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Beaufort, S. C. (South Carolina, United States) (search for this): chapter 10
oyed up by the fallacious hope that the winter months would set me right again. We had a new camp on Port Royal Island, very pleasantly situated, just out of Beaufort. It stretched nearly to the edge of a shelving bluff, fringed with pines and overlooking the river; below the bluff was a hard, narrow beach, where one might gaces of my respectful regard. I have the honor to be, respectfully and obediently yours, John A. Andrew, Governor of Massachusetts. In the streets of Beaufort I had met Colonel Shaw, riding with his lieutenant-colonel and successor, Edward Hallowell, and had gone back with them to share their first meal in camp. I sho of some use. The men had that year a Christmas present which they enjoyed to the utmost,--furnishing the detail, every other day, for provost-guard duty in Beaufort. It was the only military service which they had ever shared within the town, and it moreover gave a sense of self-respect to be keeping the peace of their own
Georgia (Georgia, United States) (search for this): chapter 10
nor, I think, had he; though I remember his saying something about the possibility of putting them between two fires in case of need, and so cutting off their retreat. I should never have thought of such a project, but I could not have expected him to trust them as I did, until he had been actually under fire with them. That, doubtless, removed all his anxieties, if he really had any. This interview had occurred on the 4th of June. Shaw and his regiment had very soon been ordered to Georgia, then to Morris Island; Fort Wagner had been assaulted, and he had been killed. Most of the men knew about the circumstances of his death, and many of them had subscribed towards a monument for him,--a project which originated with General Saxton, and which was finally embodied in the Shaw school-house at Charleston. So it gave us all pleasure to name this camp for him, as its predecessor had been named for General Saxton. The new camp was soon brought into good order. The men had gr
Pocotaligo (South Carolina, United States) (search for this): chapter 10
settled itself, and nobody remembered to notice whether the face beside the musket of a sentinel were white or black. It meant Government, all the same. The men were also indulged with several raids on the main-land, under the direction of Captain J. E. Bryant, of the Eighth Maine, the most experienced scout in that region, who was endeavoring to raise by enlistment a regiment of colored troops. On one occasion Captains Whitney and Heasley, with their companies, penetrated nearly to Pocataligo, capturing some pickets and bringing away all the slaves of a plantation,--the latter operation being entirely under the charge of Sergeant Harry Williams (Co. K), without the presence of any white man. The whole command was attacked on the return by a rebel force, which turned out to be what was called in those regions a dog-company, consisting of mounted riflemen with half a dozen trained bloodhounds. The men met these dogs with their bayonets, killed four or five of their old tormentor
Morris Island (South Carolina, United States) (search for this): chapter 10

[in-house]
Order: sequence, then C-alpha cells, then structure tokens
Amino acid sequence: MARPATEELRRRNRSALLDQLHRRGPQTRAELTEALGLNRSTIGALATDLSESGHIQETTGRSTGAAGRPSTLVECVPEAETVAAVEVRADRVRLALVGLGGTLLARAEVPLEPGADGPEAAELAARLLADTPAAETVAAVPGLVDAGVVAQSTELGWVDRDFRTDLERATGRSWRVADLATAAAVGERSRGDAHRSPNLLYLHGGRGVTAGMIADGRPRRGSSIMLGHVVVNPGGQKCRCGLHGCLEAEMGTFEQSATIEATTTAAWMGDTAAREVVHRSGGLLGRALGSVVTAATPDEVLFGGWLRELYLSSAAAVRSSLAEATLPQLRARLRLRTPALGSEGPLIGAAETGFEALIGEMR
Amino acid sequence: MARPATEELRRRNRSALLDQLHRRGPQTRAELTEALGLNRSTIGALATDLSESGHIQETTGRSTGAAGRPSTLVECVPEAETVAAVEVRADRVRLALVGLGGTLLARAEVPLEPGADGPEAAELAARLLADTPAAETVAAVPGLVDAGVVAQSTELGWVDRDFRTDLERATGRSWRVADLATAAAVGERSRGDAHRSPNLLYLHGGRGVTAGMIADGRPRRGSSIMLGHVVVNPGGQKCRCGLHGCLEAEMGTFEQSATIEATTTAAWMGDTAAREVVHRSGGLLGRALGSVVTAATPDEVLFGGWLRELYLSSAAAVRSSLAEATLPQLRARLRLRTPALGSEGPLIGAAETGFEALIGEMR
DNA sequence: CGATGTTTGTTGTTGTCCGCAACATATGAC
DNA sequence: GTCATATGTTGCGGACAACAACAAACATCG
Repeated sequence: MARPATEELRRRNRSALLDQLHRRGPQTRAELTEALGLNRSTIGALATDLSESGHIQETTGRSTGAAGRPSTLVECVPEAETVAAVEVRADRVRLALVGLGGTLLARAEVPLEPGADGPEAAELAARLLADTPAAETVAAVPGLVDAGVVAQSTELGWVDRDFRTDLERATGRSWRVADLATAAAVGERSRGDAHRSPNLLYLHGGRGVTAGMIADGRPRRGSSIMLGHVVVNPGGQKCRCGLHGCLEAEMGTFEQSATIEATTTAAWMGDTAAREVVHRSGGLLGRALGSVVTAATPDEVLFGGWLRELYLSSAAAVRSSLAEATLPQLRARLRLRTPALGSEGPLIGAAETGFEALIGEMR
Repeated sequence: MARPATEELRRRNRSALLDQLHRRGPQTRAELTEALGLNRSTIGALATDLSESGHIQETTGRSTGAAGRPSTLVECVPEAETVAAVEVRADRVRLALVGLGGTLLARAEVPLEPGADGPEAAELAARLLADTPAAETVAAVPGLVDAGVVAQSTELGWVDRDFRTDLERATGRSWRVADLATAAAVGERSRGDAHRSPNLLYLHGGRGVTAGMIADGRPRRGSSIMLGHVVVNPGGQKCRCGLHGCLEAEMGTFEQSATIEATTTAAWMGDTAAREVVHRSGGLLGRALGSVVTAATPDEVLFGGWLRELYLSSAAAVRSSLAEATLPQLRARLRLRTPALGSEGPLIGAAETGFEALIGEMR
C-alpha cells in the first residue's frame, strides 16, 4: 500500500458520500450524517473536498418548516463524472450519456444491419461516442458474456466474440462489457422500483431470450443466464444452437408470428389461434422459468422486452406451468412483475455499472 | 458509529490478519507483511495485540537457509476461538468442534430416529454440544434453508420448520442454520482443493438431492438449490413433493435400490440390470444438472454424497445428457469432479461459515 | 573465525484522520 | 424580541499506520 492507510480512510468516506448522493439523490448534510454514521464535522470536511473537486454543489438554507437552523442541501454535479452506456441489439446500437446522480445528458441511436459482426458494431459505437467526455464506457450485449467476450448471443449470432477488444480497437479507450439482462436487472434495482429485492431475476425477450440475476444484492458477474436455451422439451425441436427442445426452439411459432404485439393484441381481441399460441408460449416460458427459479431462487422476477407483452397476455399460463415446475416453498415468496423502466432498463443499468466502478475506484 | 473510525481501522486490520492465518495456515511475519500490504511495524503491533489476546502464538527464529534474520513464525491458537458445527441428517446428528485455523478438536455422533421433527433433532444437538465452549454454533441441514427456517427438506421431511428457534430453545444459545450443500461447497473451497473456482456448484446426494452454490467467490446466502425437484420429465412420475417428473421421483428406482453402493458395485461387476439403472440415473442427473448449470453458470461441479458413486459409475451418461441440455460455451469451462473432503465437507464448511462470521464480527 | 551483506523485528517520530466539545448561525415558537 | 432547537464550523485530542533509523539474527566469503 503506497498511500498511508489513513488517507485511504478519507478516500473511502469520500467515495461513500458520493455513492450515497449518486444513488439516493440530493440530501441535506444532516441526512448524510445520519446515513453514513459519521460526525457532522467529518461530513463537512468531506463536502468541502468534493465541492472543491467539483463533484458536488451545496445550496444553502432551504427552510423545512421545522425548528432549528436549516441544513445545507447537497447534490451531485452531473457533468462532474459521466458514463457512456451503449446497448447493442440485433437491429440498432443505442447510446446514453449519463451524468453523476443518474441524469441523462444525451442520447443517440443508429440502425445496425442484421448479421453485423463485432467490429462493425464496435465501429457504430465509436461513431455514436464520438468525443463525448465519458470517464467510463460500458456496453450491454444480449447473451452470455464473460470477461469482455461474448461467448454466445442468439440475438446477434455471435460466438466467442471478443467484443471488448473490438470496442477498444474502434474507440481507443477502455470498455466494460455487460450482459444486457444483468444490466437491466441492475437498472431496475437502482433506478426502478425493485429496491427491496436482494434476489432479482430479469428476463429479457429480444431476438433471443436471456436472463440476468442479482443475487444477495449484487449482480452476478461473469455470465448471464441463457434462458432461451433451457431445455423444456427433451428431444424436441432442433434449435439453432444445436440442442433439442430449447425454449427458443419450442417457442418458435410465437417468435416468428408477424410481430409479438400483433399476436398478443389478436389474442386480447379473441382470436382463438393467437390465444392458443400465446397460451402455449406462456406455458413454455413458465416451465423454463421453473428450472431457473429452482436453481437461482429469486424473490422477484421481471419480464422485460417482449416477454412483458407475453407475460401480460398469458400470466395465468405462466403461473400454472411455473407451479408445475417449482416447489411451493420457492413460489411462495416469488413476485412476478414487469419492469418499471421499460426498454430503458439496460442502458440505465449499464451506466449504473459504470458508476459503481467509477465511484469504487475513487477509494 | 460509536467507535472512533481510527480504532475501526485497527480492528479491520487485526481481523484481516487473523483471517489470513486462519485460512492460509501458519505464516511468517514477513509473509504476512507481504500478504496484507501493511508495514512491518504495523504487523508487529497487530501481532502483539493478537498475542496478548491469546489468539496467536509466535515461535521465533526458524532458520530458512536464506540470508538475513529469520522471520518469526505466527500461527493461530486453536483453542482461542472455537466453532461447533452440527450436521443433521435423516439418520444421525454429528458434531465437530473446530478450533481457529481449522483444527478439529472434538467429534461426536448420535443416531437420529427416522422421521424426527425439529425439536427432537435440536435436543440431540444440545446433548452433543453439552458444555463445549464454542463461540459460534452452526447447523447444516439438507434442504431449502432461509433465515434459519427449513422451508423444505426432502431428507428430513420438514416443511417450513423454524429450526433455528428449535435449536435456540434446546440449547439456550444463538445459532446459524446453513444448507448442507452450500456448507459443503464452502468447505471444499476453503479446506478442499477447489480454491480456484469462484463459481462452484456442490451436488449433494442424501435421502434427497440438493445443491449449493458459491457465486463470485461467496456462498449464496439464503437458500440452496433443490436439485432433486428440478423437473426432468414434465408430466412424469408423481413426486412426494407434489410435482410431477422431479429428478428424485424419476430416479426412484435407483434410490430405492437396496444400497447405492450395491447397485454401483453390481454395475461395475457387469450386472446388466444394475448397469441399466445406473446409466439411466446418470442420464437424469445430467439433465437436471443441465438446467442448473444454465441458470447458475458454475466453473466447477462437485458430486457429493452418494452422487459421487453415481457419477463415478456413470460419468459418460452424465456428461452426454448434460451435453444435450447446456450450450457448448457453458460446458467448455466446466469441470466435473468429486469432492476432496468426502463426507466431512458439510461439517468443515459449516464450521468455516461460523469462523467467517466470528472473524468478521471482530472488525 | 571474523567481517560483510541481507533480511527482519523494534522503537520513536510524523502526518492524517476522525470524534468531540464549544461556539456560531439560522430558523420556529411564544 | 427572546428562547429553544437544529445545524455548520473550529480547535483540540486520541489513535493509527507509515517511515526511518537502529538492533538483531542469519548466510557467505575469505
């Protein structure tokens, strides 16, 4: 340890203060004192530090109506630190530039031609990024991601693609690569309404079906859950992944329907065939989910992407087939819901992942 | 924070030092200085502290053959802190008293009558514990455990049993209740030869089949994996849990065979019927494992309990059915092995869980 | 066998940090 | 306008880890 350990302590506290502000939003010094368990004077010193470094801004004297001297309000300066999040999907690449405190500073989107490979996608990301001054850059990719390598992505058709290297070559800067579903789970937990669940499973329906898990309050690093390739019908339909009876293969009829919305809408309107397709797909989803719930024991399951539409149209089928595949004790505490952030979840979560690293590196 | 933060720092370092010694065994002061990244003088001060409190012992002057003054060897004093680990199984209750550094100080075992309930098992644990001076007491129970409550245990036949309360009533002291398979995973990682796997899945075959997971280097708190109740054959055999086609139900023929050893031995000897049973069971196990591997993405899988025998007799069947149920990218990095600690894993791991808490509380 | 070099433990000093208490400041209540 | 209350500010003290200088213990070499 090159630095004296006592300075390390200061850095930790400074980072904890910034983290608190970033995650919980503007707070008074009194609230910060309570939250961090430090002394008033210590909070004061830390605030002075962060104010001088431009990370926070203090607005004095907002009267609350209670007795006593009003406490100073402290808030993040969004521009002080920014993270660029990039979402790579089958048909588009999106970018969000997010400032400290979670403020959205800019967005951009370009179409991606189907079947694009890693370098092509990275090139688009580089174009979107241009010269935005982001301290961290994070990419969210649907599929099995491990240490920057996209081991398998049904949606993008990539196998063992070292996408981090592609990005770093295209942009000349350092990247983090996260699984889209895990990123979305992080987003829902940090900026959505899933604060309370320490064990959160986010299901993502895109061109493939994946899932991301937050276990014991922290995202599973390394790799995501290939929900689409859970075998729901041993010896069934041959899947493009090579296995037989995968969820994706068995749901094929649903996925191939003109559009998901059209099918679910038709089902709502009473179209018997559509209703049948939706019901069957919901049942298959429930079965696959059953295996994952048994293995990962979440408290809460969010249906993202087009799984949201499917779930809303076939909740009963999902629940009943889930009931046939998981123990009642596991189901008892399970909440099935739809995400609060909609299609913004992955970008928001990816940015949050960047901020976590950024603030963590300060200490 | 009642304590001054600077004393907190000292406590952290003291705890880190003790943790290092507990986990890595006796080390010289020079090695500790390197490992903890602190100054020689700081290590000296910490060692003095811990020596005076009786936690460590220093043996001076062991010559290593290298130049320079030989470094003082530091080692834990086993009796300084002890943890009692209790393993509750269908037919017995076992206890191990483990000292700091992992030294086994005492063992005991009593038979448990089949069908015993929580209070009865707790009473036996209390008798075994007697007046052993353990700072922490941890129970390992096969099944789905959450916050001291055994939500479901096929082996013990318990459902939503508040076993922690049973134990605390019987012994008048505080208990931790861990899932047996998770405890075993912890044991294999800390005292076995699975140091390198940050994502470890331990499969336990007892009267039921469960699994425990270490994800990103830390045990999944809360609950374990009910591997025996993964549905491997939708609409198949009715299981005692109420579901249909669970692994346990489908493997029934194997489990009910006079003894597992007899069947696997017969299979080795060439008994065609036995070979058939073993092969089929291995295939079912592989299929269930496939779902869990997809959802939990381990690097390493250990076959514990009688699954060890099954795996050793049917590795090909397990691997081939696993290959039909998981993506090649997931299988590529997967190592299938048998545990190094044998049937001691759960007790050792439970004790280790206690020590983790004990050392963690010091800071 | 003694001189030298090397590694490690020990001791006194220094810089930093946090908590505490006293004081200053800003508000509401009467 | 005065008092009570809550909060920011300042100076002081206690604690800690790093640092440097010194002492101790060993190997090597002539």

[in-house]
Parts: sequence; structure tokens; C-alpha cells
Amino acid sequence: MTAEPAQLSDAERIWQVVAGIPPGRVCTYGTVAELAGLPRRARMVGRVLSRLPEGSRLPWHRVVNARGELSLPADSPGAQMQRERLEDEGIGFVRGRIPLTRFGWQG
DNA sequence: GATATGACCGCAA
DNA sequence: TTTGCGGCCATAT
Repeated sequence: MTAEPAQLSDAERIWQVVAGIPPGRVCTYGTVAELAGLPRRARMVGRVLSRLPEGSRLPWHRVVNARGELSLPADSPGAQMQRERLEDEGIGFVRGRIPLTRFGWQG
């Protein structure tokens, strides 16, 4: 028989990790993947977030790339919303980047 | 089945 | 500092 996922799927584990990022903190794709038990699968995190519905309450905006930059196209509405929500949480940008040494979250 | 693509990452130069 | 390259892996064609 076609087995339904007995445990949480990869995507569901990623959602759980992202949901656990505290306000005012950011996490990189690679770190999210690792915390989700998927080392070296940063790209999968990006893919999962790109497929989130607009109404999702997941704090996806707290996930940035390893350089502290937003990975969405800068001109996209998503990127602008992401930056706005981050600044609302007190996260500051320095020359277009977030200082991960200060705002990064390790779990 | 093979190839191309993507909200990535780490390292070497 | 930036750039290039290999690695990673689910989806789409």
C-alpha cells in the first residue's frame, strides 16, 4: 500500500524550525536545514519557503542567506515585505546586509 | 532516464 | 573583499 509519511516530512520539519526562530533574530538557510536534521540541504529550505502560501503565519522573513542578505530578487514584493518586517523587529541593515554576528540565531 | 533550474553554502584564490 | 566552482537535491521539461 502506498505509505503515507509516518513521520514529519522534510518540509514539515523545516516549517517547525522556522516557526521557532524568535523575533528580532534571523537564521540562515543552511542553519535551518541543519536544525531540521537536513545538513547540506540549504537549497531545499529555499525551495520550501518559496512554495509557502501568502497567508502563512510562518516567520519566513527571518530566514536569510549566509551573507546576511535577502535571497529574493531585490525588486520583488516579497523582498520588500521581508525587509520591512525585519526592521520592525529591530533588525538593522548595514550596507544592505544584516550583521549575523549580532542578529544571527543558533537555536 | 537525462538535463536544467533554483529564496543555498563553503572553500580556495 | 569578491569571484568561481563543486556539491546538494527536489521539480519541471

ent had been lower down that same river, and we felt at home. The new camp was named Camp Shaw, in honor of the noble young officer who had lately fallen at Fort Wagner, under circumstances which had endeared him to all the men. As it happened, they had never seen him, nor was my regiment ever placed within immediate reach of t his anxieties, if he really had any. This interview had occurred on the 4th of June. Shaw and his regiment had very soon been ordered to Georgia, then to Morris Island; Fort Wagner had been assaulted, and he had been killed. Most of the men knew about the circumstances of his death, and many of them had subscribed towards a Fort Wagner had been assaulted, and he had been killed. Most of the men knew about the circumstances of his death, and many of them had subscribed towards a monument for him,--a project which originated with General Saxton, and which was finally embodied in the Shaw school-house at Charleston. So it gave us all pleasure to name this camp for him, as its predecessor had been named for General Saxton. The new camp was soon brought into good order. The men had great ingenuity in bui
Combahee (South Carolina, United States) (search for this): chapter 10
poiled on the passage. These quadruped allies were not originally intended as dogs of war, but simply to detect fugitive slaves, and the men were delighted at this confirmation of their tales of dog-companies, which some of the officers had always disbelieved. Captain Bryant; during his scouting adventures, had learned to outwit these bloodhounds, and used his skill in eluding escape, during another expedition of the same kind. He was sent with Captain Metcalf's company far up the Combahee River to cut the telegraphic wires and intercept despatches. Our adventurous chaplain and a telegraphic operator went with the party. They ascended the river, cut the wires, and read the despatches for an hour or two. Unfortunately, the attached wire was too conspicuously hung, and was seen by a passenger on the railway train in passing. The train was stopped and a swift stampede followed; a squad of cavalry was sent in pursuit, and our chaplain, with Lieutenant Osborn, of Bryant's project